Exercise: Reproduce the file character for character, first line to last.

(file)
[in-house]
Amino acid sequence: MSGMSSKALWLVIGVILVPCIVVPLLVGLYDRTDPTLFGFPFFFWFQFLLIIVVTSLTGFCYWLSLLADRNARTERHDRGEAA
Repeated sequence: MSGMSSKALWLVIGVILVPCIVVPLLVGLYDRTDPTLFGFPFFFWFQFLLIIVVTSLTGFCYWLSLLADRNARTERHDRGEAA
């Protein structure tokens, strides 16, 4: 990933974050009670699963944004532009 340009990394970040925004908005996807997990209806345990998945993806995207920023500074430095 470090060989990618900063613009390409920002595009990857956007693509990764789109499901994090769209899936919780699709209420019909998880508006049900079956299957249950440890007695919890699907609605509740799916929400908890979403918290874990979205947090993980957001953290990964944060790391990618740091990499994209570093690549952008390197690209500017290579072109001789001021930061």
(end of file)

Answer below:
[in-house]
Amino acid sequence: MSGMSSKALWLVIGVILVPCIVVPLLVGLYDRTDPTLFGFPFFFWFQFLLIIVVTSLTGFCYWLSLLADRNARTERHDRGEAA
Repeated sequence: MSGMSSKALWLVIGVILVPCIVVPLLVGLYDRTDPTLFGFPFFFWFQFLLIIVVTSLTGFCYWLSLLADRNARTERHDRGEAA
């Protein structure tokens, strides 16, 4: 990933974050009670699963944004532009 340009990394970040925004908005996807997990209806345990998945993806995207920023500074430095 470090060989990618900063613009390409920002595009990857956007693509990764789109499901994090769209899936919780699709209420019909998880508006049900079956299957249950440890007695919890699907609605509740799916929400908890979403918290874990979205947090993980957001953290990964944060790391990618740091990499994209570093690549952008390197690209500017290579072109001789001021930061």